In a quasi-experiment, the goal is the same: to create two groups that are as equivalent as possible to each other before the intervention starts. The difference is that various statistical techniques are used to make the groups similar to each other before the intervention as opposed to random assignment. For example, say you wanted to test the impact of a new reading intervention program on third grade students. In an RCT, one group of third grade students would be randomly assigned to receive the new program while the remaining students would not be exposed to it. In a quasi-experimental study, the researchers would look at important data about the students and use different statistical techniques to create two equivalent groups.

There is little argument that RCTs are considered the “gold standard” for education research to determine if a program was the cause of an improvement in student outcomes. So why doesn’t Curriculum Associates utilize them? Why do we focus on rigorous research alternatives that meet Level 2 or even Level 3 ESSA evidence requirements? In short, we haven’t used an RCT yet because results from well-designed quasi-experimental studies are very close to results from RCTs. In addition, we are cognizant of the research reality that for many schools, participating in an RCT can be difficult for reasons of burden, rigidity, cost, and timeliness.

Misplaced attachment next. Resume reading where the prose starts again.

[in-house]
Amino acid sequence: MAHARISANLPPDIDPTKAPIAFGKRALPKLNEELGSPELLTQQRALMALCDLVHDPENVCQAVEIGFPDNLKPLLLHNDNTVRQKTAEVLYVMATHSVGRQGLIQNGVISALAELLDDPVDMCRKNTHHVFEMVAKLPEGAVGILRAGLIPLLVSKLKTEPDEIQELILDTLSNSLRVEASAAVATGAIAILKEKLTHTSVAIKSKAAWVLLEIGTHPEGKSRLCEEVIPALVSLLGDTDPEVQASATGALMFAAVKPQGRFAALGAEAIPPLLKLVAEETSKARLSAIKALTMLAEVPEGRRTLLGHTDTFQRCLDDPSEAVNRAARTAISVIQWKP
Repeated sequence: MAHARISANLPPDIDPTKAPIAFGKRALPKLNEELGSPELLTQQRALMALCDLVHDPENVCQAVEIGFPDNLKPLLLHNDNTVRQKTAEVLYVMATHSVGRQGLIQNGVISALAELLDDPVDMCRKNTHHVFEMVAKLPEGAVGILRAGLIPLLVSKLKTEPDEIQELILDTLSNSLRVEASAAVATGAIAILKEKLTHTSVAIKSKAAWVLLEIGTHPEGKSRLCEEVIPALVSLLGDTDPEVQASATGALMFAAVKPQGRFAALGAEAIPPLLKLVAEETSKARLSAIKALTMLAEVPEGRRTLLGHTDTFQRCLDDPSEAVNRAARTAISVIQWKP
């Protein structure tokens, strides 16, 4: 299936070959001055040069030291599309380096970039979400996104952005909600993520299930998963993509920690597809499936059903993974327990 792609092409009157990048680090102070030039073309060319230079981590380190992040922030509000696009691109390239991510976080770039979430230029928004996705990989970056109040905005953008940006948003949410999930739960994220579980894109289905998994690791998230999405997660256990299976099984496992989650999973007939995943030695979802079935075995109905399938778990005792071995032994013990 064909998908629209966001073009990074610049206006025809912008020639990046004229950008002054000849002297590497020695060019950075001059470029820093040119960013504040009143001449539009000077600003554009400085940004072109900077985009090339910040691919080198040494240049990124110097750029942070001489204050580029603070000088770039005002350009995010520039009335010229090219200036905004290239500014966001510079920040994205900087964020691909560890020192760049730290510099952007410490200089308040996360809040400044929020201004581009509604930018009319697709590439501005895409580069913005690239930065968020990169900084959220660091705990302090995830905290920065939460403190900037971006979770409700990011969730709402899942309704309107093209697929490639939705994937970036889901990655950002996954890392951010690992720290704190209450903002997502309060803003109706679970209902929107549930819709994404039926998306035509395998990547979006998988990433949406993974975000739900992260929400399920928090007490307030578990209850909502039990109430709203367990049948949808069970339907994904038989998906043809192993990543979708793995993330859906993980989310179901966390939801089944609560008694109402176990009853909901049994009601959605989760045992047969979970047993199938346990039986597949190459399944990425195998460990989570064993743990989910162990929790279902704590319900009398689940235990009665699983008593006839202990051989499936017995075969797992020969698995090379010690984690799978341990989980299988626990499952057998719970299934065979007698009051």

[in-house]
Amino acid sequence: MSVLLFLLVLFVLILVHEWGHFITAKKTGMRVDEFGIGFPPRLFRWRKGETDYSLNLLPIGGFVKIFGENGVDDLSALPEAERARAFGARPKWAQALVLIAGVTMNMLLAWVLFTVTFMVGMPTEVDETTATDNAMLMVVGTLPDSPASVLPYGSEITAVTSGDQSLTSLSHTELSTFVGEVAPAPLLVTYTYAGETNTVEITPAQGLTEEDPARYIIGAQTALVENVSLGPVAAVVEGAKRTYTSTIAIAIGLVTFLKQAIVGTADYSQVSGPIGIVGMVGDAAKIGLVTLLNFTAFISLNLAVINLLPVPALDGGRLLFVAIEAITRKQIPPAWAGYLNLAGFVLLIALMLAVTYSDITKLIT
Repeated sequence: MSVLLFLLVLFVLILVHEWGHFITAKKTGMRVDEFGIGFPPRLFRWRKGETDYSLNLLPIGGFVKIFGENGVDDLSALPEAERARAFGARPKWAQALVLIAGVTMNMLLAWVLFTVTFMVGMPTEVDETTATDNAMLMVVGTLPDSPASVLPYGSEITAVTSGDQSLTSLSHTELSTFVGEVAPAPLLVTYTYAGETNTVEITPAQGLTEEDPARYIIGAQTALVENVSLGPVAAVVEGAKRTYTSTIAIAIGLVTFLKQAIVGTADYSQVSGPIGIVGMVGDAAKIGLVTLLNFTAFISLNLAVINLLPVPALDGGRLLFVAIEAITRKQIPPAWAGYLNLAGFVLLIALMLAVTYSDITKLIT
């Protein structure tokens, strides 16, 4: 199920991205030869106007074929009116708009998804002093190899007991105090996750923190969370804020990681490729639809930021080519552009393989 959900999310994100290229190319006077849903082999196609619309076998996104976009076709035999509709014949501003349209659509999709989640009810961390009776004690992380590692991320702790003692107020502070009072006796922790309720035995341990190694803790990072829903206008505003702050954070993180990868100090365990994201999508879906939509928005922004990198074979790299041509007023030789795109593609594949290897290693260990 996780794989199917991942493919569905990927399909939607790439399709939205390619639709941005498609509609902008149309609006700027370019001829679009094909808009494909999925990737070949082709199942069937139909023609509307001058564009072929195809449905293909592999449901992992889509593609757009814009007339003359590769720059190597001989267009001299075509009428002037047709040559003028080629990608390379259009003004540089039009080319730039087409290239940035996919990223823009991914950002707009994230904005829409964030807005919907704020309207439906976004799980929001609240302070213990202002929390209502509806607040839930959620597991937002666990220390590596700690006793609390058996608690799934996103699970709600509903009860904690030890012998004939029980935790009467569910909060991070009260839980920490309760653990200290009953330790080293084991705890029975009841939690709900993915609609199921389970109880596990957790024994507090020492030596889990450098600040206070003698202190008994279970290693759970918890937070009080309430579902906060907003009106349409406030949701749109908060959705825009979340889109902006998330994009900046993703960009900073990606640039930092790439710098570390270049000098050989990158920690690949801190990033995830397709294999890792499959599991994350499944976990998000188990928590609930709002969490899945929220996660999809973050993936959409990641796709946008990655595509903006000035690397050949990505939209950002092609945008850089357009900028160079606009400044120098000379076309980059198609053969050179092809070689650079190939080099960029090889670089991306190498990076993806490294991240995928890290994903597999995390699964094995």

RCTs can require schools to do things they would not normally do, creating a large burden on study participants. Some of these burdens can include:

  • Randomly assigning students to teachers. RCTs can require the makeup of a classroom to be random, which means the RCT dictates how students are assigned to teachers—as opposed to the normal process of building classrooms.
  • Not being able to try something new. There is no guarantee that a participating school or district will get assigned to a “treatment” condition, meaning that they may not be able to try any new programs or instructional practices. They are stuck until the study is completed.